For users on Linux and Unix, KDE offers a full suite of user workspace applications which allow interaction with these operating systems in a modern, graphical user interface. This includes Plasma Desktop, KDE's innovative and powerful desktop interface. Other workspace applications are included to aid with system configuration, running programs, or interacting with hardware devices. While the fully integrated KDE Workspaces are only available on Linux and Unix, some of these features are available on other platforms. In addition to the workspace, KDE produces a number of key applications such as the Konqueror Web browser, Dolphin file manager, and Kontact, the comprehensive personal information management suite. The list of applications includes many others, including those for education, multimedia, office productivity, networking, games, and much more. Most applications are available on all platforms supported by the KDE Development. KDE also brings to the forefront many innovations for application developers. An entire infrastructure has been designed and implemented to help programmers create robust and comprehensive applications in the most efficient manner, eliminating the complexity and tediousness of creating highly functional applications.
Piggydb is a flexible and scalable knowledge building platform that supports a heuristic or bottom-up approach to discover new concepts or ideas based on your input. You can begin with using it as a flexible outliner, diary or notebook, and as your database grows, Piggydb helps you to shape or elaborate your own knowledge. Piggydb is a Web application provided as a self-contained package that contains a Web server and database engine.
Lernstick Exam Environment is a live Linux distribution with a focus on exam situations, usually installed on USB sticks. To provide up-to-date software choice on a solid base, it uses a combination of Debian stable with official and custom backports. Access to local storage media (internal hard drive, other USB storage media) or network access is prohibited per default, but certain network connections (e.g., to network printers or websites) can be allowed in a whitelist.
Tulip is an information visualization framework dedicated to the analysis and visualization of relational data. Tulip aims to provide the developer with a complete library, supporting the design of interactive information visualization applications for relational data that can be tailored to the problems being faced. Written in C++, the framework enables the development of algorithms, visual encodings, interaction techniques, data models, and domain-specific visualizations. One of the goals of Tulip is to facilitate the reuse of components, and it allows developers to focus on programming their application. This development pipeline makes the framework efficient for research prototyping as well as the development of end-user applications. The framework also provides a complete software for visual analysis of relational data having attributes.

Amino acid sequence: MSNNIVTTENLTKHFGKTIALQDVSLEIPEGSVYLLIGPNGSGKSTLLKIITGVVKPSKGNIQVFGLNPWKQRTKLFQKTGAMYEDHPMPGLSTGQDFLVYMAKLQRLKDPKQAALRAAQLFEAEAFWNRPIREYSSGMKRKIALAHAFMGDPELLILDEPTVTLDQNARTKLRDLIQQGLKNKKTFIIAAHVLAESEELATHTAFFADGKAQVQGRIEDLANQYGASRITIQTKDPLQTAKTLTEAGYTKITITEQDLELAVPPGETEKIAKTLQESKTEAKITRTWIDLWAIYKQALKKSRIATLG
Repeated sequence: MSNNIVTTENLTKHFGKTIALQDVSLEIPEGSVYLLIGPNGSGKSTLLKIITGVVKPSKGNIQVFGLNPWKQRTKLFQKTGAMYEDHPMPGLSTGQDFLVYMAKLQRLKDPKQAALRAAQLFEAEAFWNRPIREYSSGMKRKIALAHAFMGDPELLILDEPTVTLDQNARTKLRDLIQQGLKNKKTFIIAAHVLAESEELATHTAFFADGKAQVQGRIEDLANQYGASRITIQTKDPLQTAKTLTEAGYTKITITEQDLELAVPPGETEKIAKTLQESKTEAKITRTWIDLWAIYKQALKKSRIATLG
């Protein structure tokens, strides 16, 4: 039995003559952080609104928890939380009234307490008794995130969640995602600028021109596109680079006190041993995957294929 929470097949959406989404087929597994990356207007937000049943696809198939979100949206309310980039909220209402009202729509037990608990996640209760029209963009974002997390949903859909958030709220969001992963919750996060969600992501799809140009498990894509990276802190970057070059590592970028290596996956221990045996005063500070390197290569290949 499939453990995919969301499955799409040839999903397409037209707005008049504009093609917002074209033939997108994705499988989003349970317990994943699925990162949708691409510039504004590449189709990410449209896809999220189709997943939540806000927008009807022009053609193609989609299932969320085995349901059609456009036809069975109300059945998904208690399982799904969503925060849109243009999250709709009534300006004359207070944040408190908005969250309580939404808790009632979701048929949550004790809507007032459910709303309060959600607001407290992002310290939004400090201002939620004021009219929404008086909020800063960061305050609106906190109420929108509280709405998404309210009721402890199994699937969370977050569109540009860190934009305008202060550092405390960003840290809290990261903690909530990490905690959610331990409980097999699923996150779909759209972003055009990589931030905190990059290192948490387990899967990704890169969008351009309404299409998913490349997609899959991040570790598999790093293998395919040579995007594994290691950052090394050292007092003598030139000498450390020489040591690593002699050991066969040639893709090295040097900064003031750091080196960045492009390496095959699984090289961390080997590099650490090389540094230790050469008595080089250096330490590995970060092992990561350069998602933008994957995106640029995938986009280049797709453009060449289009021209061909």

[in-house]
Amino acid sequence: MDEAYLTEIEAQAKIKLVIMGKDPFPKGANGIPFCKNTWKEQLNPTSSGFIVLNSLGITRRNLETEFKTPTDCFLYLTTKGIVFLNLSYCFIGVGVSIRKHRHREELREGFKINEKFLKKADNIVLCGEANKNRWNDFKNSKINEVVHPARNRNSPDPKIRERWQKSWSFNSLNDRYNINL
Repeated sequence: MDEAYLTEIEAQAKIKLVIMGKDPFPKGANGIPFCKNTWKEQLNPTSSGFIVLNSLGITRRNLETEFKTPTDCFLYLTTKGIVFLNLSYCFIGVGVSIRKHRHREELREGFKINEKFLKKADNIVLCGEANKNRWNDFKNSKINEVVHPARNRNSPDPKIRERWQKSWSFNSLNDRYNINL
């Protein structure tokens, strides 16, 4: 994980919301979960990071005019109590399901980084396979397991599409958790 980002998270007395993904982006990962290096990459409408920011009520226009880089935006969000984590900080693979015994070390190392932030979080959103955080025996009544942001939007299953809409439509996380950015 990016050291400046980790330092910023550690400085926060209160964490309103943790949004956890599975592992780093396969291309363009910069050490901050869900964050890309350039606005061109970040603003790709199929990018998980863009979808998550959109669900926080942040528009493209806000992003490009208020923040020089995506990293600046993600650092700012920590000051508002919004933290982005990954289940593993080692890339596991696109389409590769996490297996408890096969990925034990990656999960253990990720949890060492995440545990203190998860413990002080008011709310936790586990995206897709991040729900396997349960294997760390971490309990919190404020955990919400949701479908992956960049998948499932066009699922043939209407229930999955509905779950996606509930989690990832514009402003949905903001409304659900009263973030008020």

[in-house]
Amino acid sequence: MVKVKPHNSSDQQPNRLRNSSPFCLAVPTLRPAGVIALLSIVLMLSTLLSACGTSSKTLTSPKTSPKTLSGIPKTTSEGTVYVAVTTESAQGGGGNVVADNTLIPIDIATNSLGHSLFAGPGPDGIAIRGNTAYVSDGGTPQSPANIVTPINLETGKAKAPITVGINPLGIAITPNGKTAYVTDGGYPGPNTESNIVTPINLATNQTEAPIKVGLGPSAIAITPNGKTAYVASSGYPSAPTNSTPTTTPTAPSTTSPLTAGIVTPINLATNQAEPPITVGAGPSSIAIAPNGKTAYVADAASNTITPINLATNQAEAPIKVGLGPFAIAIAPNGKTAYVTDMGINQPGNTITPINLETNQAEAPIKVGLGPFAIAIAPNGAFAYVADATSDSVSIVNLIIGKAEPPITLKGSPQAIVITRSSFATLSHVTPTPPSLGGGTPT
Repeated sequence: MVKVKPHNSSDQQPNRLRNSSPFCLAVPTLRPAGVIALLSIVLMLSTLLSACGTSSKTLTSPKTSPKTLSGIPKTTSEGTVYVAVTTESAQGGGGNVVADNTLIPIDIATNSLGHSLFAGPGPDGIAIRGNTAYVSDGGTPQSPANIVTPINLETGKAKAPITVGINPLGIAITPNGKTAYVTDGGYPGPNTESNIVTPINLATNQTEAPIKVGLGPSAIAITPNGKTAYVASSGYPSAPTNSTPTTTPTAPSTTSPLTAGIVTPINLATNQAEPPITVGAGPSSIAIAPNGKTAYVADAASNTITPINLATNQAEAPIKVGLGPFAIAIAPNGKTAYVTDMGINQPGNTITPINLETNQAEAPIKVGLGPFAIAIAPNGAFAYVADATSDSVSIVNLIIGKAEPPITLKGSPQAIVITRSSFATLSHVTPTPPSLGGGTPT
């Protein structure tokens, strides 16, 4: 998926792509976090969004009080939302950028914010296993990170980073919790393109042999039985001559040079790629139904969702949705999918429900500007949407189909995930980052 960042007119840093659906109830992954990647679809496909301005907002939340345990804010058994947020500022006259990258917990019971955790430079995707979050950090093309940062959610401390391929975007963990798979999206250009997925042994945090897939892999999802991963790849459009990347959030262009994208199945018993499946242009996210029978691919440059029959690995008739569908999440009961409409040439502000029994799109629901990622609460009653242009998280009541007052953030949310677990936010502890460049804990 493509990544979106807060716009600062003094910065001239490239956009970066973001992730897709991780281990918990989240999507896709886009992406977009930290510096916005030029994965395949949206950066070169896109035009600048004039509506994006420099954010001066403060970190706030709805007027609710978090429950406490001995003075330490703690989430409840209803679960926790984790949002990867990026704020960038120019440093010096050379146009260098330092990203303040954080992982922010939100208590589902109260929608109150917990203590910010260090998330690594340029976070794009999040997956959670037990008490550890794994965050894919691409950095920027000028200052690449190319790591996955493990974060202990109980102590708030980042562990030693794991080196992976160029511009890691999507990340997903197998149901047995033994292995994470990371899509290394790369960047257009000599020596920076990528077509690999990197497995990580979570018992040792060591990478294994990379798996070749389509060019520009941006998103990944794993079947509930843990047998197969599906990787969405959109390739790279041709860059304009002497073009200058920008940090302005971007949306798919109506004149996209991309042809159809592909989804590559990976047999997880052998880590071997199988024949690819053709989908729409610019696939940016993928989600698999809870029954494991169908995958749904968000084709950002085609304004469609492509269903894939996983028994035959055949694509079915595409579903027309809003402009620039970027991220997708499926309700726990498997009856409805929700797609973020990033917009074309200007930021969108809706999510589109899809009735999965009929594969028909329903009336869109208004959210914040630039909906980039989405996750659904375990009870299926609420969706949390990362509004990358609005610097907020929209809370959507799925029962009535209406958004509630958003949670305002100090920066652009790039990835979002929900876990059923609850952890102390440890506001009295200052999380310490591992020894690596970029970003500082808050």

JUDO is a Java IDE for children and beginning programmers. It is very easy to use and has a very simple interface. It was designed to be used as a teaching aid for teaching programming classes to children. The programs you create with JUDO can be graphical, text input/output, or both. All you need to do to write a JUDO program is write a simple void main() function.
FísicaLab is an educational application to solve physics problems. The problems are set up by adding elements from the palette to a chalkboard and entering the data for each element. The elements are objects such as blocks, pulleys, motors, and forces. It can use the SI and English unit systems, scientific notation, and many conversion factors. The types of problems that can be solved are kinematics of particles (including circular motion), static analysis of particles and rigid bodies in 2D, dynamic analysis of particles in 2D (excluding the dynamics of circular motion), heat, calorimetry, ideal gas, and expansion. The static and dynamic problems are entered by constructing the free body diagrams of the objects.
GAMGI (General Atomistic Modelling Graphic Interface) is a program to build, view, and analyze atomic strucures such as molecules, crystals, glasses, liquids, etc. It aims to be useful for: the scientific community working in Atomistic Modelling that needs a graphic interface to build input data and to view and analyse output data, calculated with Ab-Initio and Molecular Mechanics programs; the scientific community at large studying chemistry, physics, materials science, geology, etc., that needs a graphic interface to view and analyse atomic structural information and to prepare images for presentations in classes and seminars; teaching chemistry and physics in secondary schools and universities; science promotion in schools, exhibitions and science museums.
The Advanced Bash Scripting Guide is both a reference and a tutorial on shell scripting. This comprehensive book, the equivalent of 1,000+ print pages, covers almost every aspect of shell scripting. It contains 382 profusely commented illustrative examples, a number of tables, and a cross-linked index/glossary. Not just a shell scripting tutorial, this book also provides an introduction to basic programming techniques, such as sorting and recursion. Included scripts are the Game of Life, a Perquackey variant, a Morse code trainer, and an implementation of the Gronsfeld Cipher. This book is suited for both individual study and classroom use. It covers Bash, up to and including version 4.2. Note that users of miniaturized single-board computers running Linux, such as the Raspberry Pi and the Beagle Bone, would find this Guide useful for learning and running Bash scripts to explore and expand the capabilities of these small, but powerful machines.